Immunohistochemically, the staining of CD34, vimentin, and Bcl-2 is useful for distinguishing SFTs from other liver tumors. However, CD34 staining is imprecise in this case because 5–10% of typical SFTs are nonreactive to CD34 . To make up for this imprecision, the NAB2–STAT6 fusion gene has recently been identified as the genetic hallmark of SFT. This aberration drives the nuclear relocation of STAT6 . Immunohistochemical detection of STAT6 nuclear expression and the NAB2–STAT6 fusion gene identified by RT-PCR assay offers a strong surrogate diagnostic technique for distinguishing SFTs from histological mimics. Our patient, in fact, was immunohistochemically negative for CD34, which made the definitive diagnosis difficult. However, the spindle cells were immunohistochemically positive for STAT6, and the NAB2–STAT6 fusion gene was detected by RT-PCR and direct sequencing, thereby allowing a definitive SFT diagnosis.
Chen et al.  previously reported that 16 of 84 SFTs were malignant, which was similar to the intrapleural SFT recurrence rate of 20–67% among malignant tumors. These malignant cases were diagnosed by histological examination, which showed a high incidence of mitotic changes (> 4/10 HPF) and local recurrence or distant metastasis in 17.9%. Furthermore, 26.7% of patients with these malignant SFTs had a local recurrence within 9 months to 6 years, and 53% had distant metastasis within 1 month to 6 years. England et al.  established the criteria for malignant SFT: mitotic changes (> 4/10 HPFs), tumor necrosis and hemorrhage, nuclear pleomorphism, and metastasis were the major criteria, and large tumor size (> 10 cm) and cellular atypia were the minor criteria. Wilky et al.  classified the SFTs into “benign” with no England’s criteria, “borderline” with 1 or more England’s criteria but final classification as benign, and “malignant.” This report described that “borderline” SFTs with any of England’s criteria had been related to high risk of recurrence. Our patient described herein met two of the six criteria (necrosis/hemorrhage and tumor size), suggesting a possibility of malignancy.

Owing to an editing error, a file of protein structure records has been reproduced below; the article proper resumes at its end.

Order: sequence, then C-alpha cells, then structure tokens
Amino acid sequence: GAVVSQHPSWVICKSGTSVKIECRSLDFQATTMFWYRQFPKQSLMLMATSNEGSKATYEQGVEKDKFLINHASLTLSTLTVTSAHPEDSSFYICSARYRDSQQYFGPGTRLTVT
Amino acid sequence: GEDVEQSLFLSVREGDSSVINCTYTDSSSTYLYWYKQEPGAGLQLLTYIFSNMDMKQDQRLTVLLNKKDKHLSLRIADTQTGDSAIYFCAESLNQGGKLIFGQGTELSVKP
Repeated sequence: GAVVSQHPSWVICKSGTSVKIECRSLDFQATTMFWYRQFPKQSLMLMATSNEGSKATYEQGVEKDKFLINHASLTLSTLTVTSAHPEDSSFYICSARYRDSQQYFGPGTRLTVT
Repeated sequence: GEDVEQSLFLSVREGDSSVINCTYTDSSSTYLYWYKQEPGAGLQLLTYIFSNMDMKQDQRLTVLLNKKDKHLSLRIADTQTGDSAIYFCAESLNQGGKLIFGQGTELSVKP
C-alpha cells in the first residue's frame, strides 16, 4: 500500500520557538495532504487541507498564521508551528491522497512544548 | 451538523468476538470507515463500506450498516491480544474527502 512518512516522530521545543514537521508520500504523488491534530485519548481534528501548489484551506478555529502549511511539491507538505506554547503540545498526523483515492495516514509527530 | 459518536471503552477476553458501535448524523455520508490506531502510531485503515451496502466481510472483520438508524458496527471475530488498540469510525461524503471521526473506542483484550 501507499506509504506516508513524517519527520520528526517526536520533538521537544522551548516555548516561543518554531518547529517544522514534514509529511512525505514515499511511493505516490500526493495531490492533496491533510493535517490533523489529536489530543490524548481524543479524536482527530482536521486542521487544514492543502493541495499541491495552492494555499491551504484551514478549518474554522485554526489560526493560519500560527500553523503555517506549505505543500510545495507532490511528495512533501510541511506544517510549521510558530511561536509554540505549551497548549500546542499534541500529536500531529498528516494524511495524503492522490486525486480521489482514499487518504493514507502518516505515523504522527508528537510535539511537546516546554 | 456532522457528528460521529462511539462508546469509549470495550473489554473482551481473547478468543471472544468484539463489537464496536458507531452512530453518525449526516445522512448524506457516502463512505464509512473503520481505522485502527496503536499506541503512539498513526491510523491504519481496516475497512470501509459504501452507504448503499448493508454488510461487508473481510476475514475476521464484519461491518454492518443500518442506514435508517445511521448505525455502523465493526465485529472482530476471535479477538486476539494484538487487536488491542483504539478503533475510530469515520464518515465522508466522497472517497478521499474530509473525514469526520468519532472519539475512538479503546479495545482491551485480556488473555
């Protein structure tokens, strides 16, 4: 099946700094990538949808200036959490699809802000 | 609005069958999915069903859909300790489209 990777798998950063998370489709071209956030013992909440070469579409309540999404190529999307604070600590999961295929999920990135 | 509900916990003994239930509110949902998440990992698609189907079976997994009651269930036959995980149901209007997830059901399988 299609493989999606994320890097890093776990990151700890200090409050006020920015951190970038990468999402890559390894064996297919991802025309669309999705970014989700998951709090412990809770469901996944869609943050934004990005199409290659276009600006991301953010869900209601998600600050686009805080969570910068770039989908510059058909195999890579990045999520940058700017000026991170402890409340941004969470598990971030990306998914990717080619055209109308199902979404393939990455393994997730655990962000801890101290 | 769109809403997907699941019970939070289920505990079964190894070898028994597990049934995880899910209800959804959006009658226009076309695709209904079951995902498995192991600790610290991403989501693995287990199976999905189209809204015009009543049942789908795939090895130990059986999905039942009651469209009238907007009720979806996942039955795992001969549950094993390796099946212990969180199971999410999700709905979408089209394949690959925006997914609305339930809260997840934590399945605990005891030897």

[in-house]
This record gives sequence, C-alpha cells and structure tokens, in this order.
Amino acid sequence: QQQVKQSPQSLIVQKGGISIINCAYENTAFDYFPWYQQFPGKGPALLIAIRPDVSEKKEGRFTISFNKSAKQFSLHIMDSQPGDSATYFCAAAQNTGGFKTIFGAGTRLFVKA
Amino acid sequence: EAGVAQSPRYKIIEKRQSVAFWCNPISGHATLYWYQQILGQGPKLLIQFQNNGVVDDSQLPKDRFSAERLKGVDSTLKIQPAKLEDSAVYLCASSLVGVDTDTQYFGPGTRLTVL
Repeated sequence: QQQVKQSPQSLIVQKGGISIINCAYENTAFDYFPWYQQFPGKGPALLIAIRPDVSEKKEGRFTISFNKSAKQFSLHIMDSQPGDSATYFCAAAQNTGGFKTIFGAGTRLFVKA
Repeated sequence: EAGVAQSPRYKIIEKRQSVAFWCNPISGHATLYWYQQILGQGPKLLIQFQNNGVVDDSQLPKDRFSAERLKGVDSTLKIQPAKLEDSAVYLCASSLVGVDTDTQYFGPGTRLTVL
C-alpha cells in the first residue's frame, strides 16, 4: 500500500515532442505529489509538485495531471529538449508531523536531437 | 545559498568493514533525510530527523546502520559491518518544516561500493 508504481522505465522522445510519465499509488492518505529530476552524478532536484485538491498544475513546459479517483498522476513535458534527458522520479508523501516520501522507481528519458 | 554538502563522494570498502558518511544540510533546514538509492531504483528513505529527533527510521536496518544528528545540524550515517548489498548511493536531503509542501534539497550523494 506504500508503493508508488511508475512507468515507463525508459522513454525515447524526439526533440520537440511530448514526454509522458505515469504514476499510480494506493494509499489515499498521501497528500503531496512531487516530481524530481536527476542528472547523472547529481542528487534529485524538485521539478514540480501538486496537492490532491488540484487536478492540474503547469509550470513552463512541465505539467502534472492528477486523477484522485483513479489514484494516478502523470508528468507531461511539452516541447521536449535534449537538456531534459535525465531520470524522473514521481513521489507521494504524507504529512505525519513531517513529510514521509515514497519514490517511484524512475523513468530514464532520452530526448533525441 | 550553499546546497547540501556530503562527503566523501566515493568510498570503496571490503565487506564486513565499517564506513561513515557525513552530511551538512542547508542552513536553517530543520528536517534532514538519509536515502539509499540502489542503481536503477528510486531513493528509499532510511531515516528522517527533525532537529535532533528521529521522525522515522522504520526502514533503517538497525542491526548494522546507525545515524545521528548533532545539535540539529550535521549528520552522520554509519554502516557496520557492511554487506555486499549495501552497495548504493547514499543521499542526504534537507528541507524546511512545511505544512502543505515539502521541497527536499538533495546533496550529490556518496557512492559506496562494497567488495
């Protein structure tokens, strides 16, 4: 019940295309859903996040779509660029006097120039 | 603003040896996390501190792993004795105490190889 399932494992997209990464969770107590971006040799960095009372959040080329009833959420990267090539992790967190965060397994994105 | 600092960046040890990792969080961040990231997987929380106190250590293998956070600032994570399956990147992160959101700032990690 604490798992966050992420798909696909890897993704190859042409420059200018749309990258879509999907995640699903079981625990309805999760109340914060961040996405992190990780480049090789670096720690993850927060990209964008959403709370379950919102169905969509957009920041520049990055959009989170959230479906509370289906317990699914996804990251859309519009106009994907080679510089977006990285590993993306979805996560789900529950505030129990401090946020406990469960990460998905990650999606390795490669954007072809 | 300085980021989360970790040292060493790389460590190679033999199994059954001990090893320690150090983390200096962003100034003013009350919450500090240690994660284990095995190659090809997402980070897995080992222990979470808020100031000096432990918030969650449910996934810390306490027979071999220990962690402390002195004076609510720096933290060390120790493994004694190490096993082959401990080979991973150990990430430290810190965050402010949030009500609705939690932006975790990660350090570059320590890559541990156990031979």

SFTs of the head, neck, and intracranial meninges are also rare and display benign behavior without metastasis . We found no descriptions in the English-language literature that resembled that of our patient, who presented with suspected localized liver metastasis from a head SFT. Du et al. , however, reported a rare case of non-malignant SFT that appeared 5 years after initial liver resection. The tumor’s appearance had no marked variances from other non-malignant SFTs.
To clarify whether this second tumor was a recurrence from a cranial SFT in our patient, we attempted to examine specimens from her previous, cranial SFT. Unfortunately, no tissue was available because the maintenance term of the specimen had reached its limit, and it had been discarded. Assessment of the radiological findings, however, showed that there had been no abnormality in other organs, and no important mitotic changes or low levels of the Ki67 labeling index. Thus, it was more likely that our patient currently had a primary tumor in the liver rather than a recurrence from her original cranial SFT. Nevertheless, we are committed to performing carefully follow-up every 3 months in the first 2 years, twice each year up to 5 years after surgery, and then once a year after the fifth year. The best method for follow-up is not well established, but whole-body CT is suggested in our patient.